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Let us cast our minds briefly to a bright Saturday in December 1983 when a military coup was successfully undertaken on the last day of the year.

An unexpected new year

The country was roiled in shock at what could have been going on in the background before the New Year’s eve D-Day. The event cast a taming atmosphere over all activities of the New Year of 1984 and an atmosphere of gloom was experienced by the entire populace rather than the felicitations of the Great Expectations of a New Year. Yet Nigerians in their renowned resilience moved on under the heavy weight of the draconian rule where decree upon decree made living hell. Shehu Shagari had only been 3 months into a shaky start of a new term of office after an election which was wrought with allegations of electoral malpractices. This event also came on the heels of Major General Buhari ignoring orders not to invade Chad during the border dispute: it is no news that Maj. Gen. Buhari went as far breaching Chadian borders while pursuing enemies 50km into Chad. This was one of the symptoms of the Civilian-Military bad blood rife at the time – it eventually devolved into a coup d’etat in little time. It was not an entirely bloodless coup; Brigadier Ibrahim Bako, who was the officer saddled with the responsibility of arresting the then President Shehu Shagari, was gunned down by the Guards Brigade. Everything else went barely smoothly because the coup was well funded allegedly by the recent post-humous National Award honouree, late Chief M.K.O Abiola as well as owing to the passive or active support of other top military brass. Chief amongst these top military men wereMaj. Gen. Ibrahim Babangida, Maj. Gen. Muhammadu Buhari.

Results due to incompetence

It can also be suggested that the 1983 coup was partly bloodless due to the incompetence of the security adviser to President Shehu Shagari, Umaru Shinkafi, who was unable to filter out any coherent intelligence report of the planned activities, neither was he able to effectively distort the chain of tactical force which was to follow. A rather dramatic event, however, ensued about two weeks before the coup d’etat when Major General Muhammadu Buhari ordered the arrest of an officer who dutifully informed him of the underground workings of some aspects of the coup. Major Daniel Bamidele would later be executed for unlooking again when the infamous Vatsa Coup was hatching. As detailed by Max Siollun in his book Soldiers of Fortune, Major Bamidele said at his trial in the Tribunal:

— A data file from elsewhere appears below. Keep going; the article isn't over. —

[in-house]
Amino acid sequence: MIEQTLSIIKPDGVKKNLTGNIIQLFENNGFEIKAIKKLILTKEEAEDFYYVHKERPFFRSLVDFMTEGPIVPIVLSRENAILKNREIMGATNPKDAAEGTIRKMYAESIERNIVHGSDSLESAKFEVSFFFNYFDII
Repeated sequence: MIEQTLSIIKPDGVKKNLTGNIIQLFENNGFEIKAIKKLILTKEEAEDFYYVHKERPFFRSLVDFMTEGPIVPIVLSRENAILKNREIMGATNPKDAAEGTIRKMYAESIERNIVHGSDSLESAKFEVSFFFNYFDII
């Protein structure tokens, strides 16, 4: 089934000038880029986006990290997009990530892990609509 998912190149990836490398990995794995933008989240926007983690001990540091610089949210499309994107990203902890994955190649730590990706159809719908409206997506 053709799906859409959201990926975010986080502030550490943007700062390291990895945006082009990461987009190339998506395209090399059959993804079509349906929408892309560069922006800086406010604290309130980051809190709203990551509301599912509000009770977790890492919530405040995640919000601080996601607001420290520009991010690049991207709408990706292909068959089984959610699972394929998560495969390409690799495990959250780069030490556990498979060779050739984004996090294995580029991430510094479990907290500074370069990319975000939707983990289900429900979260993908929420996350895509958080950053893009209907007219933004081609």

“I heard of the 1983 coup planning, told my GOC General Buhari who detained me for two weeks in Lagos. Instead of a pat on the back, I received a stab. How then do you expect me to report this one? This trial marks the eclipse of my brilliant and unblemished career of 19 years.”
Casting our minds a little further back, we can recall the rather ‘famous’ role Muhammadu Buhari played in the 1975 coup d’etat of General Yakubu Gowon; his unlooking of suspicious vehicle detachments from under his watch as the then Acting Director of Transport and Supply at the Nigerian Army Corps of Supply and Transport Headquarters.

Unlooking

A suitable inference to draw from such history of unlooking gross things is evident even nowadays in the second coming of President Muhammadu Buhari in 2015. There has since been situations where corruption, impunity, violations, incompetence and inaction are being fostered and groomed for the polity to inherit by turning a deaf hear. Silence sometimes, they say, is as damning as outrightly endorsing injustice. This is a trend with vicious implications for the psyche of a populace where corruption is already so commonplace, to the extent that some regard corruption as inseparable from Nigerians. Inaction/unlooking has its dire consequences; it cost Major Daniel Bamidele his life, eventually while it has propped some to fester indefinitely in ‘power’. In both cases and more, let us be judge in this matter of how such tiny fragments of history, actively ignoring important things and encouraging inaction, shape our collective future and that of future generations.

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This article was first published on 16th August 2018

adedoyin

Macaddy is mostly a farmer in the day who also dabbles into technology at night, in search of other cutting edge intersections. He's on Twitter @i_fix_you


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